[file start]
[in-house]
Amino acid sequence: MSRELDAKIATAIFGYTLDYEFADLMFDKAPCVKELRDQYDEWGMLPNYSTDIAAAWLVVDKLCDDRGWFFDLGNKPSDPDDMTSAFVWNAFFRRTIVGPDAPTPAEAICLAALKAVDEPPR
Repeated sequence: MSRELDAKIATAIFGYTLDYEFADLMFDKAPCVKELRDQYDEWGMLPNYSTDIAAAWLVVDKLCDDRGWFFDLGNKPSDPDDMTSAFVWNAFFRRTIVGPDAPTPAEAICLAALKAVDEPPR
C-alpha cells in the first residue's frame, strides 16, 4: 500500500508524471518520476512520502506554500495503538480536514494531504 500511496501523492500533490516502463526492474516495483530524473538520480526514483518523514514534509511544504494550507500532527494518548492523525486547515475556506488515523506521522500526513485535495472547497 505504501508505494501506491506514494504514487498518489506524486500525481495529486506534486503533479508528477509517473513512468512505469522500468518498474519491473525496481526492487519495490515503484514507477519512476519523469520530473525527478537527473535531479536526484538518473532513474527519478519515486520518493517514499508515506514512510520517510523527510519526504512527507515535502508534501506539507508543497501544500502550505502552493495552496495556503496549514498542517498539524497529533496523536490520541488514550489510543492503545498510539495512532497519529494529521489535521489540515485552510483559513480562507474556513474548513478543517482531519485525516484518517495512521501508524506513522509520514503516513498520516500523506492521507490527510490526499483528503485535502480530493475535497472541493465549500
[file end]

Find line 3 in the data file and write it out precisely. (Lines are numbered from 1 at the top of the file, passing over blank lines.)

Repeated sequence: MSRELDAKIATAIFGYTLDYEFADLMFDKAPCVKELRDQYDEWGMLPNYSTDIAAAWLVVDKLCDDRGWFFDLGNKPSDPDDMTSAFVWNAFFRRTIVGPDAPTPAEAICLAALKAVDEPPR